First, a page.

Before he did this, he realized he needed additional information to that in the x-ray pattern. The 1933 paper50 sets out how he made use of this additional information in developing his ideas on the liquid structure, and it is illuminating to try to follow his lines of argument in the context of ideas that were around at the time.

First of all, he wanted an idea of the size and shape of the water molecule itself. With respect to the size, guided by the nearest approach of 2.76 Å between water molecules in the then recently solved structure of ice33 he used a radius of 1.4 Å. Regarding the shape, on the basis of spectroscopic measurements, Mecke and Baumann51 had proposed in the previous year that the water molecule was essentially V-shaped. They proposed that the oxygen connected to two hydrogens in the shape of a V, with an HOH angle between 103° and 106°, which Bernal and Fowler interestingly noted50 was close to the tetrahedral angle of 109°.

Bernal and Fowler then argued what this shape might mean for the way electrical charge was distributed around the molecule, an important question to answer if they wanted to understand how water molecules were likely to interact with each other. Using his understanding of quantum mechanics (another relatively new scientific concept at the time), Bernal argued that the charge distribution in the molecule could be represented by positive charges on the hydrogen atoms and negative charges “behind” the oxygens in the regions shown in Fig. 2. This deduced charge distribution was a key factor in his next suggestion: that “The net electronic density distribution will therefore resemble a tetrahedron with two corners of positive charge and two of negative charge.”50 With this kind of near-tetrahedral arrangement of (two positive and two negative) charges, he argued that, since unlike charges attract, a single water molecule would tend to interact with four neighbors to form a tetrahedral motif of Fig. 3, as had been found in ice.33 This four-coordinated local arrangement was to be a central concept in his models of the liquid water structure.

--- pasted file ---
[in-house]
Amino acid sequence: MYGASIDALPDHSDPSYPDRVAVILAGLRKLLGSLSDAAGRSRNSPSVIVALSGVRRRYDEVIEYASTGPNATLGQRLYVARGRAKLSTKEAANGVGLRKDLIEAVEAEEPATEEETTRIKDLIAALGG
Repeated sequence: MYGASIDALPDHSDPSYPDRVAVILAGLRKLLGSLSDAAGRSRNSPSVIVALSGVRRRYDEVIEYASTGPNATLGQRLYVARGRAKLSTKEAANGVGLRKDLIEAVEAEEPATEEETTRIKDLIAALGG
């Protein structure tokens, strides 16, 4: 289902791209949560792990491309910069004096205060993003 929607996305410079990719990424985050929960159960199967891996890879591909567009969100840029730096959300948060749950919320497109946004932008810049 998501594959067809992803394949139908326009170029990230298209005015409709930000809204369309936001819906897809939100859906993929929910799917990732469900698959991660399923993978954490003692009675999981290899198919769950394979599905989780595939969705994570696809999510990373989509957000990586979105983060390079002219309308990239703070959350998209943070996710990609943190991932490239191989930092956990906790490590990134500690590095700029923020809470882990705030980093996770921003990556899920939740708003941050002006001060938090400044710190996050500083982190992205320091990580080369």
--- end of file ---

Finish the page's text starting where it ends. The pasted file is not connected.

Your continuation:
FIG. 2.

The electron distribution on the water molecule as proposed by Bernal and Fowler. Reproduced from Bernal and Fowler, J. Chem. Phys. 1, 515 (1933), with the permission of AIP Publishing.

FIG. 2.

The electron distribution on the water molecule as proposed by Bernal and Fowler. Reproduced from Bernal and Fowler, J. Chem. Phys. 1, 515 (1933), with the permission of AIP Publishing.

Close modal
FIG. 3.

The local structure of first neighbor water molecules as envisaged by Bernal and Fowler. Reproduced from Bernal and Fowler, J. Chem. Phys. 1, 515 (1933), with the permission of AIP Publishing.

FIG. 3.

The local structure of first neighbor water molecules as envisaged by Bernal and Fowler. Reproduced from Bernal and Fowler, J. Chem. Phys. 1, 515 (1933), with the permission of AIP Publishing.

Close modal